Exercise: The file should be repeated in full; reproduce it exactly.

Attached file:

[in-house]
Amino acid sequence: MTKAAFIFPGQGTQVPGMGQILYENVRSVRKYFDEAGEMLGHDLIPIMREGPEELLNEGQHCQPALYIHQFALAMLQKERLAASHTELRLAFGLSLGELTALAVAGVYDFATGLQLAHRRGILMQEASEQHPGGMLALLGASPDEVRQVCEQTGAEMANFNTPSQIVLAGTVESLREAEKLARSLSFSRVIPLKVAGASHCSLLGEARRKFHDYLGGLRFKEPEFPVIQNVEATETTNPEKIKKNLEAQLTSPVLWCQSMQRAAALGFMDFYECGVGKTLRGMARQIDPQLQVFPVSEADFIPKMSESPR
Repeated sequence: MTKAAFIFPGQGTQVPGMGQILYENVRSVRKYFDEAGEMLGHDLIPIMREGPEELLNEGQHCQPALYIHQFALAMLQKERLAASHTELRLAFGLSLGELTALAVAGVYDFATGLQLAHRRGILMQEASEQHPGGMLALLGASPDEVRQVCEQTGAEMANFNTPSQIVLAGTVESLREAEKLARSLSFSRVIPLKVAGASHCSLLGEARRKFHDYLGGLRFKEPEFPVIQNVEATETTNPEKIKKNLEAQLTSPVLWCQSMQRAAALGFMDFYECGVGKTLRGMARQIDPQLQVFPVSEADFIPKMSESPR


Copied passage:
[in-house]
Amino acid sequence: MTKAAFIFPGQGTQVPGMGQILYENVRSVRKYFDEAGEMLGHDLIPIMREGPEELLNEGQHCQPALYIHQFALAMLQKERLAASHTELRLAFGLSLGELTALAVAGVYDFATGLQLAHRRGILMQEASEQHPGGMLALLGASPDEVRQVCEQTGAEMANFNTPSQIVLAGTVESLREAEKLARSLSFSRVIPLKVAGASHCSLLGEARRKFHDYLGGLRFKEPEFPVIQNVEATETTNPEKIKKNLEAQLTSPVLWCQSMQRAAALGFMDFYECGVGKTLRGMARQIDPQLQVFPVSEADFIPKMSESPR
Repeated sequence: MTKAAFIFPGQGTQVPGMGQILYENVRSVRKYFDEAGEMLGHDLIPIMREGPEELLNEGQHCQPALYIHQFALAMLQKERLAASHTELRLAFGLSLGELTALAVAGVYDFATGLQLAHRRGILMQEASEQHPGGMLALLGASPDEVRQVCEQTGAEMANFNTPSQIVLAGTVESLREAEKLARSLSFSRVIPLKVAGASHCSLLGEARRKFHDYLGGLRFKEPEFPVIQNVEATETTNPEKIKKNLEAQLTSPVLWCQSMQRAAALGFMDFYECGVGKTLRGMARQIDPQLQVFPVSEADFIPKMSESPR